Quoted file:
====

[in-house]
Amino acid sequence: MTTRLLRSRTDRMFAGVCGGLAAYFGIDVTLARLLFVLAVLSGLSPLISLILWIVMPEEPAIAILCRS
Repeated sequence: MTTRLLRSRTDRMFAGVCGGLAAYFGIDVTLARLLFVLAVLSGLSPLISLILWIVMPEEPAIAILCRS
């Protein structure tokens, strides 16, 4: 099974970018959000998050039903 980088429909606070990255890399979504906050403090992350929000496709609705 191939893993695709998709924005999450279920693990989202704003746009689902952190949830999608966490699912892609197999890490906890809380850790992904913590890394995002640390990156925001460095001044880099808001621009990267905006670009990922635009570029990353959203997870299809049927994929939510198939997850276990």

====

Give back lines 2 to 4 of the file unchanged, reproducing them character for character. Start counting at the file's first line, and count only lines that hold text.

Amino acid sequence: MTTRLLRSRTDRMFAGVCGGLAAYFGIDVTLARLLFVLAVLSGLSPLISLILWIVMPEEPAIAILCRS
Repeated sequence: MTTRLLRSRTDRMFAGVCGGLAAYFGIDVTLARLLFVLAVLSGLSPLISLILWIVMPEEPAIAILCRS
């Protein structure tokens, strides 16, 4: 099974970018959000998050039903 980088429909606070990255890399979504906050403090992350929000496709609705 191939893993695709998709924005999450279920693990989202704003746009689902952190949830999608966490699912892609197999890490906890809380850790992904913590890394995002640390990156925001460095001044880099808001621009990267905006670009990922635009570029990353959203997870299809049927994929939510198939997850276990």